Fireworks greet opening of $2.7B Parisian resort in Macau

MACAU

Las Vegas Sands Corp. said “bonjour” to Southeast Asia on Tuesday, opening the 3,000-room, $2.7 billion Parisian Macao with a flurry of fireworks and an electrifying lighting of its half-scale Eiffel Tower on the Cotai Strip.

The resort is Sands Chairman and CEO Sheldon Adelson’s fifth property in Macau, and it completes his vision of bringing a piece of Las Vegas to China’s lone legal gambling destination, where a growing market of middle-class tourists are expected to travel in the years ahead.

Hailed by colleagues Tuesday as the inventor of the integrated resort, Adelson for 45 minutes took translated questions from reporters speaking four languages before enjoying the high-octane opening ceremony and a VIP dinner to celebrate the newest addition to China’s version of the Strip.

Adelson, accompanied by his wife, Miriam, walked onstage with Rob Goldstein, president and chief operating officer of Las Vegas Sands, and Wilfred Wong, president of Sands China Ltd., the company that operates the company’s Macau holdings. The three executives took questions from the nearly 800 reporters who traveled to Macau for the opening.

Adelson talked about his first glimpse of Cotai.

“When the government (of Macau) sent me out to Cotai, I frankly thought they were exiling me because the big activity, the resorts and the gaming, was on the peninsula,” Adelson said. “So I went back to the government after I went out to Cotai and I said, ‘Where’s the land?’ And they said, ‘Well, it’s under the water.’ And I said, ‘Do I need a helicopter or something to pick it up?’ And they said no, you’ve got to reclaim the land. We had to bring in barge after barge of sand to reclaim the land.”

He said he originally wanted to build 20 properties on Cotai but could only get permission to do six.

His 3,000-room Venetian Macao, completed in 2007, was Cotai’s first property. In subsequent years, a Four Seasons-branded hotel went online, followed by Sands Cotai Central — a collection of hotel towers with casinos branded by Conrad, Holiday Inn, Sheraton and St. Regis, in 2012.

The Parisian is the last property on Adelson’s Macau agenda, but he said he’d gladly build more if he got the government’s permission.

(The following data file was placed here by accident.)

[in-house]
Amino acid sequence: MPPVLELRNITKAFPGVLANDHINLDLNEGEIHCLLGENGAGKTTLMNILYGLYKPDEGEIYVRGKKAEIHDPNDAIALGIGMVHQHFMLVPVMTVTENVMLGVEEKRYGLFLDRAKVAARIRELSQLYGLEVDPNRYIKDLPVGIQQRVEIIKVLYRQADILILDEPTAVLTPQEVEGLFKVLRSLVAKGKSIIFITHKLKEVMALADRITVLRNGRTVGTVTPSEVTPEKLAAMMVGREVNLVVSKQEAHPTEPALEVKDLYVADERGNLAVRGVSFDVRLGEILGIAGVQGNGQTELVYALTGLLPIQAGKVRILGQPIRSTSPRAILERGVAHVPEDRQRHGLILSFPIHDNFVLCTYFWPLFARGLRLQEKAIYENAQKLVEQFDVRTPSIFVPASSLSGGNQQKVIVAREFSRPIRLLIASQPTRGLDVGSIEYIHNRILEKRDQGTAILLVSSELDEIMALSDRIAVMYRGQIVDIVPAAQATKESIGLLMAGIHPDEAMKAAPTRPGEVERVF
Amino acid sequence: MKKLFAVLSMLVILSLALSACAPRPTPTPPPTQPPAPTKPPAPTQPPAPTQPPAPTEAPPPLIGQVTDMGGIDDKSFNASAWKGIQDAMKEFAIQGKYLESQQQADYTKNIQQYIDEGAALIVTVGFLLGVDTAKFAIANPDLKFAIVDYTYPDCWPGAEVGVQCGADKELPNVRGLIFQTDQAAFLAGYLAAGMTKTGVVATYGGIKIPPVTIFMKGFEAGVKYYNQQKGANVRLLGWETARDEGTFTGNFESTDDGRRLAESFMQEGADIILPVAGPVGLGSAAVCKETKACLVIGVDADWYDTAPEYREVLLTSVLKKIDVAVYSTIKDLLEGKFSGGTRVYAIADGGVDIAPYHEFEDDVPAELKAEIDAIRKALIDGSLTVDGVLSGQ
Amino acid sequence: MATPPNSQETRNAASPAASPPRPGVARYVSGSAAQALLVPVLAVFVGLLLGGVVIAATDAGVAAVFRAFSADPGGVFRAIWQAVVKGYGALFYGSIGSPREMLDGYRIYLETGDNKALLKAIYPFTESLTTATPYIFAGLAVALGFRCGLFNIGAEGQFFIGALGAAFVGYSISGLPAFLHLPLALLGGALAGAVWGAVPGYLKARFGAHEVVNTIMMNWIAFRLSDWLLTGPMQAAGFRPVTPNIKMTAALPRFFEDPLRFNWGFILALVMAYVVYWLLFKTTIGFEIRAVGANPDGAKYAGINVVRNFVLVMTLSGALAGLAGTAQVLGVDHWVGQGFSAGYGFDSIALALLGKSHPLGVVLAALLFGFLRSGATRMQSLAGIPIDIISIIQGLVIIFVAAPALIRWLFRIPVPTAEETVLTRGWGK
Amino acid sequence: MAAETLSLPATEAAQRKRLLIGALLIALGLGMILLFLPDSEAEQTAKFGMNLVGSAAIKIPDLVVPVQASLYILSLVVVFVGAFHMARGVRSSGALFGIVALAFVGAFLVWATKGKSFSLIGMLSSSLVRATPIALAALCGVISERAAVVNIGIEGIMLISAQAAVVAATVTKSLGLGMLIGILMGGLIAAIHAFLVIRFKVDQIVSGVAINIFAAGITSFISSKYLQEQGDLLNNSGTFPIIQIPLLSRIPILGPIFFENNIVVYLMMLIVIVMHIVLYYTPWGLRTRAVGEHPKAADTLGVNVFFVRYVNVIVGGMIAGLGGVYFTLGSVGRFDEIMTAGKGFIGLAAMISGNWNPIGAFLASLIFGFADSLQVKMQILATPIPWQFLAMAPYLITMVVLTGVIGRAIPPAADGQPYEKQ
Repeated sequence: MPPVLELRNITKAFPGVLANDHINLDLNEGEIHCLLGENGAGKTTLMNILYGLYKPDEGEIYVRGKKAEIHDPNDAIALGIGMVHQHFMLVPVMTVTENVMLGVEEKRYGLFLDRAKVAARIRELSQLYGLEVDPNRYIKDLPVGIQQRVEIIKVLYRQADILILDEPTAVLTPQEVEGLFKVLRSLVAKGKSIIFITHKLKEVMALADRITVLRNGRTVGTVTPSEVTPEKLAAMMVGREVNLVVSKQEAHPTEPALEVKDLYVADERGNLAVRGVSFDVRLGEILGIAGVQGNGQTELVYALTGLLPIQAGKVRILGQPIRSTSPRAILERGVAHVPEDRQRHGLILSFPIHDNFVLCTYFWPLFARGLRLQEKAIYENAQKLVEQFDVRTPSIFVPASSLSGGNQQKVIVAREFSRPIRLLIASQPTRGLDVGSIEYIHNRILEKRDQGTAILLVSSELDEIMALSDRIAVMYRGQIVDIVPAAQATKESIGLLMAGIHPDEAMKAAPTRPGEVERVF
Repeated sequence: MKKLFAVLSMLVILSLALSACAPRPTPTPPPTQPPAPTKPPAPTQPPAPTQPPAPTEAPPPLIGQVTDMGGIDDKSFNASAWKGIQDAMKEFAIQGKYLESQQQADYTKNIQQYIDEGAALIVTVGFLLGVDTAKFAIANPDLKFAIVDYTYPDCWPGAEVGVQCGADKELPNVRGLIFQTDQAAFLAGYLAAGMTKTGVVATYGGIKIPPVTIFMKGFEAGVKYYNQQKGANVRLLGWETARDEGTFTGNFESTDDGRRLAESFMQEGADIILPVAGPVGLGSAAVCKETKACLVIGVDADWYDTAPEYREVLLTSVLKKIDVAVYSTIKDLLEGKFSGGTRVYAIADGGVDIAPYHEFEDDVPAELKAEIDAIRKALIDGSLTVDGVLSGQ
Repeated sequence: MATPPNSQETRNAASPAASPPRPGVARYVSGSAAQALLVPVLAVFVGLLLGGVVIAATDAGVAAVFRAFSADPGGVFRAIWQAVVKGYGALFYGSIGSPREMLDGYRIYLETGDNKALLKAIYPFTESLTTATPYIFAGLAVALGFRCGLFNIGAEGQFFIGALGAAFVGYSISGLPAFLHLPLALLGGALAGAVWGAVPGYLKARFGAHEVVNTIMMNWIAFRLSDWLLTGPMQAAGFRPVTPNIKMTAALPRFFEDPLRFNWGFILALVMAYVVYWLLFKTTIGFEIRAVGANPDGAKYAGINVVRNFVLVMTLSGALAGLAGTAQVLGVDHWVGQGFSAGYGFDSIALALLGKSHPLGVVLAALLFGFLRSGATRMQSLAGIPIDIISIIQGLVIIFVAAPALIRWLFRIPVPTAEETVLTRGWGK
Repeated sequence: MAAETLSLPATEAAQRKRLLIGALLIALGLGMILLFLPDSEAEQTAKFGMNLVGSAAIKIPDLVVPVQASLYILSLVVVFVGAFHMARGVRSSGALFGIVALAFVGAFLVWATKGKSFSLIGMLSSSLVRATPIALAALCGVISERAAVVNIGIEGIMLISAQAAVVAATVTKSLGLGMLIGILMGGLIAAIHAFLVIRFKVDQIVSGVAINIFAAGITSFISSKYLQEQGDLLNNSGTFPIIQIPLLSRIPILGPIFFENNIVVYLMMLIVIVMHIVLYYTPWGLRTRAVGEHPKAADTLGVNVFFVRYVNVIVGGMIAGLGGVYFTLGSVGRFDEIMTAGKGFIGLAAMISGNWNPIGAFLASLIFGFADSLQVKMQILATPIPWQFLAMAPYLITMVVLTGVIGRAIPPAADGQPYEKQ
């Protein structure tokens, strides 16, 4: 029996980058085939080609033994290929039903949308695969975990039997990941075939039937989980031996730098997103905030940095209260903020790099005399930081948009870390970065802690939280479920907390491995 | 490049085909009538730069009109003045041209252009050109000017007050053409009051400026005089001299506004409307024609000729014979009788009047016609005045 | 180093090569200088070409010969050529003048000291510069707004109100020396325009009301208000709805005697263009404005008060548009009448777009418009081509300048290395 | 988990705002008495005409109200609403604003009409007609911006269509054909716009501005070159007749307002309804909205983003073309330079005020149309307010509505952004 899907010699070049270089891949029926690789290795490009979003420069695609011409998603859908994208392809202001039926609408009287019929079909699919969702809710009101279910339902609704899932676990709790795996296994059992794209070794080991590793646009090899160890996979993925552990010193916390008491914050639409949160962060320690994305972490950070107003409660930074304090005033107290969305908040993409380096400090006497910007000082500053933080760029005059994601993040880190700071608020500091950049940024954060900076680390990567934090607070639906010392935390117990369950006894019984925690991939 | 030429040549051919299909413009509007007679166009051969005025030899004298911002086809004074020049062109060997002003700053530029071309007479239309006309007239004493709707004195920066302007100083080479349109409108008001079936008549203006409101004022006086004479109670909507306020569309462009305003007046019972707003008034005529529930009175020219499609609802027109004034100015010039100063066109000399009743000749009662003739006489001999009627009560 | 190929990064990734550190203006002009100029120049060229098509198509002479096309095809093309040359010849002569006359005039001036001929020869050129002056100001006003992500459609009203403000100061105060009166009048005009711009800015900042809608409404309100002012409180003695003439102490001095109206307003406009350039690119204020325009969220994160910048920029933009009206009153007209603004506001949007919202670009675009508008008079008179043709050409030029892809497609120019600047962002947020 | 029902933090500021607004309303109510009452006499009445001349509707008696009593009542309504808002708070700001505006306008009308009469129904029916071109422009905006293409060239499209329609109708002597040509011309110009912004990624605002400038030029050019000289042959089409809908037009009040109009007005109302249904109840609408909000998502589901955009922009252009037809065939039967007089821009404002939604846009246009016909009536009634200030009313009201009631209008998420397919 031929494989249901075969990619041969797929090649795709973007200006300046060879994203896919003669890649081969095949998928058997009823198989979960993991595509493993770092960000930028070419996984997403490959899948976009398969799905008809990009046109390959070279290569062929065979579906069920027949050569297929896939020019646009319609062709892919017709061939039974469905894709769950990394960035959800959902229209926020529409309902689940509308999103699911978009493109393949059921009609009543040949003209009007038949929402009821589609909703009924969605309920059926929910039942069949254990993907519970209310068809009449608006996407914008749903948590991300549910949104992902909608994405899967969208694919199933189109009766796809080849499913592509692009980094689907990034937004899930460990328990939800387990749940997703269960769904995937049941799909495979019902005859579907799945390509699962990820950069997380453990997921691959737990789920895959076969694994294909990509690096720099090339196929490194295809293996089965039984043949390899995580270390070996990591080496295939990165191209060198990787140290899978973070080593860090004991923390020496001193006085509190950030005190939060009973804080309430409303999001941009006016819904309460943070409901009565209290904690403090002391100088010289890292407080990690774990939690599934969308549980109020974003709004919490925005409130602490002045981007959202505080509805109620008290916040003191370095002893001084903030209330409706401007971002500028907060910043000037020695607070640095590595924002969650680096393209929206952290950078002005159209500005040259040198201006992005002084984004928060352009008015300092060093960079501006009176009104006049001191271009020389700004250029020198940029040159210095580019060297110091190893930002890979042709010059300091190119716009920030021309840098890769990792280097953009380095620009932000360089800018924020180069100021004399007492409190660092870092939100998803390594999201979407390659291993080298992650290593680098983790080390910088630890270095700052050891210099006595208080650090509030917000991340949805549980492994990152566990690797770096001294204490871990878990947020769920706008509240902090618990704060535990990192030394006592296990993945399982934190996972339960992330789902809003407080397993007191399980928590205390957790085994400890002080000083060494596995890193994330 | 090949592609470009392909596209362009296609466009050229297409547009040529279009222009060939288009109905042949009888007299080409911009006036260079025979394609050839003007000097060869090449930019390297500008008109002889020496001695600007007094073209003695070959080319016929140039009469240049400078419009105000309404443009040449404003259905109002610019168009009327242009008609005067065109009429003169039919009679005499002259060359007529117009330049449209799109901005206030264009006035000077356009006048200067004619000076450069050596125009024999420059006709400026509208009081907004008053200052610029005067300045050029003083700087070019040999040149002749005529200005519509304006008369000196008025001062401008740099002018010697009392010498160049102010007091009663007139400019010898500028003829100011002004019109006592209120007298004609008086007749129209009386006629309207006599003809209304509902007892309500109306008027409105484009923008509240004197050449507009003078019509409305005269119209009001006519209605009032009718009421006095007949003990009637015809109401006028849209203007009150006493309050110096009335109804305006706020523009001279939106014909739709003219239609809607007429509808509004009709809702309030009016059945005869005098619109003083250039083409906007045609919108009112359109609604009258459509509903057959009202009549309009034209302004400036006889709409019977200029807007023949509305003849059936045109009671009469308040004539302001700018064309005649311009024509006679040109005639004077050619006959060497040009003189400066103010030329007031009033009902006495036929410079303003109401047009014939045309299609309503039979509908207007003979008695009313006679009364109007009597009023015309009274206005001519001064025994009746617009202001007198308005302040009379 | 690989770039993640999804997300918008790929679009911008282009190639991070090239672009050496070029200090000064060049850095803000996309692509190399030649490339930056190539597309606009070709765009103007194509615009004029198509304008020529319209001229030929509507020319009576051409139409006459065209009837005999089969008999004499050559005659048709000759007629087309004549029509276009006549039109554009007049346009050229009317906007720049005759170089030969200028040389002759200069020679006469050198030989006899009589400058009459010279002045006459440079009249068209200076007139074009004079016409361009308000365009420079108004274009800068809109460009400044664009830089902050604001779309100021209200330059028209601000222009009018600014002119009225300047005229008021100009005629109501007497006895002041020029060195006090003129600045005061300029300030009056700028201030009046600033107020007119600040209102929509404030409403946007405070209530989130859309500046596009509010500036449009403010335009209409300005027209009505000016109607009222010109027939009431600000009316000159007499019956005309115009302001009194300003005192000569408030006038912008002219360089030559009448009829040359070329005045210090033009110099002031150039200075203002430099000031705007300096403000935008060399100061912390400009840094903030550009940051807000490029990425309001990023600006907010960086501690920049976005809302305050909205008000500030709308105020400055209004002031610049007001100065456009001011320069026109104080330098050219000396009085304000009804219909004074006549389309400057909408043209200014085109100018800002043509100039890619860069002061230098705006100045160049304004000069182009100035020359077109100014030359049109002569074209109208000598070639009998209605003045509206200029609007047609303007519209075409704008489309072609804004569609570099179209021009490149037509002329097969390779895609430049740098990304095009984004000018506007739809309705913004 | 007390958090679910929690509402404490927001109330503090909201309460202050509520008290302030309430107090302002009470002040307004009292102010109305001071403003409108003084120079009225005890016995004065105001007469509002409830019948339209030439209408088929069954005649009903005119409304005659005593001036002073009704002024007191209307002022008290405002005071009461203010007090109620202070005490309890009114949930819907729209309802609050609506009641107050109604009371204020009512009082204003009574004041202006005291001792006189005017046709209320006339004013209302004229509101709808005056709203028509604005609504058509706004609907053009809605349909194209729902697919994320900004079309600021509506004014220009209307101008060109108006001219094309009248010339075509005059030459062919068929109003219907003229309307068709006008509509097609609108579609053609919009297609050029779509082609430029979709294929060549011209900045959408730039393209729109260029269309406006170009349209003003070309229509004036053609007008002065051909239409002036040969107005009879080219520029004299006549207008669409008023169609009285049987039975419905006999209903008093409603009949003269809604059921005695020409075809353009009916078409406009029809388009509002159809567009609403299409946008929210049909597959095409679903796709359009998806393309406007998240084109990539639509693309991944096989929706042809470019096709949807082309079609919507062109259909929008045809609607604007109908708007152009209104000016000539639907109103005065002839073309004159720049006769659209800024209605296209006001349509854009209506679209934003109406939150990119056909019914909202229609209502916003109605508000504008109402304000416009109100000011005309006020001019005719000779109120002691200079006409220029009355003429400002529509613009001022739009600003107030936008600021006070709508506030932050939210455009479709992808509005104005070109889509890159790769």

Adelson also pointed out at the news conference that all of Sands’ Cotai properties are connected, making it possible for guests to visit any retail outlet, casino or show without going out into the oppressive heat or the pounding rain.

“This is the only place in the world … that you can go, under one roof, to 13,000 rooms and suites, more than 900 retail shops, 2½ million square feet of MICE (meetings, incentives, conferencing and exhibitions) space and countless restaurants,” Adelson said.

In the long term, Macau holds strong appeal, as operators are increasingly generating revenue from retail, hotels and mass-market gaming, said David Williamson, head of AM Capital in Hong Kong.

“We estimate this stage to last till 2030. After 2030, we expect the industry to enter maturity stage, which will be characterized by a steady but low-growth and high-dividend payout,” Williamson said.

Monthly gambling revenues grew in Macau for the first time in over two years in August, inching up 1 percent, amid signs that wealthy gamblers are starting to return and operators are learning to make money from mass-market visitors.

“We conclude that Macau is now at the start of a mass-led GGR (gross gaming revenue) recovery. Importantly, both base mass and premium mass are growing again,” said Karen Tang, an analyst at Deutsche Bank in Hong Kong.

The Parisian joins the connecting property at Four Seasons and shares the distinction of being the largest hotel in Macau, with 3,000 rooms. It was expected to open with 410 table games and 1,600 slot machines. The company was allowed to shift tables from some of its other properties because the government allowed only 100 new tables for the opening with 50 more approved for next year and beyond.

The Parisian also has a 1,200-seat theater where “Thriller Live,” a production show based on the music of Michael Jackson, will open Sept. 30.

One journalist asked Adelson whether he had made a campaign donation to Republican presidential nominee Donald Trump. Adelson said he didn’t want answer any political questions Tuesday, choosing instead to talk exclusively about the resort and Macau.